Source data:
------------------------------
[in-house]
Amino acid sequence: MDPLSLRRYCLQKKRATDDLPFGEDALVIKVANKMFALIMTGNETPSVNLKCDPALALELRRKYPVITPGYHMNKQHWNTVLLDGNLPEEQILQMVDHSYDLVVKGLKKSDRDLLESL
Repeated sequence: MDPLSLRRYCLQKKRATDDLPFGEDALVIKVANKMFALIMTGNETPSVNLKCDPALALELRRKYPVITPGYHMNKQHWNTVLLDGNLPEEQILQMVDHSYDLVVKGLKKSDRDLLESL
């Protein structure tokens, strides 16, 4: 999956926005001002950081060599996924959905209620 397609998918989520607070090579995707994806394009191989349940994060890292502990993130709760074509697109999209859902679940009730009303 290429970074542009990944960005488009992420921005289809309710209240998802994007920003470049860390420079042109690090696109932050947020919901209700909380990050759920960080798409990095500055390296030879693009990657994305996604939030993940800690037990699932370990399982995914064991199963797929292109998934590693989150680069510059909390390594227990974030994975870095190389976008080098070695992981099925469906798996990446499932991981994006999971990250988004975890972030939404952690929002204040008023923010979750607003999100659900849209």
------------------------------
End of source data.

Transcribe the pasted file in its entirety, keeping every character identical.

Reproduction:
[in-house]
Amino acid sequence: MDPLSLRRYCLQKKRATDDLPFGEDALVIKVANKMFALIMTGNETPSVNLKCDPALALELRRKYPVITPGYHMNKQHWNTVLLDGNLPEEQILQMVDHSYDLVVKGLKKSDRDLLESL
Repeated sequence: MDPLSLRRYCLQKKRATDDLPFGEDALVIKVANKMFALIMTGNETPSVNLKCDPALALELRRKYPVITPGYHMNKQHWNTVLLDGNLPEEQILQMVDHSYDLVVKGLKKSDRDLLESL
């Protein structure tokens, strides 16, 4: 999956926005001002950081060599996924959905209620 397609998918989520607070090579995707994806394009191989349940994060890292502990993130709760074509697109999209859902679940009730009303 290429970074542009990944960005488009992420921005289809309710209240998802994007920003470049860390420079042109690090696109932050947020919901209700909380990050759920960080798409990095500055390296030879693009990657994305996604939030993940800690037990699932370990399982995914064991199963797929292109998934590693989150680069510059909390390594227990974030994975870095190389976008080098070695992981099925469906798996990446499932991981994006999971990250988004975890972030939404952690929002204040008023923010979750607003999100659900849209």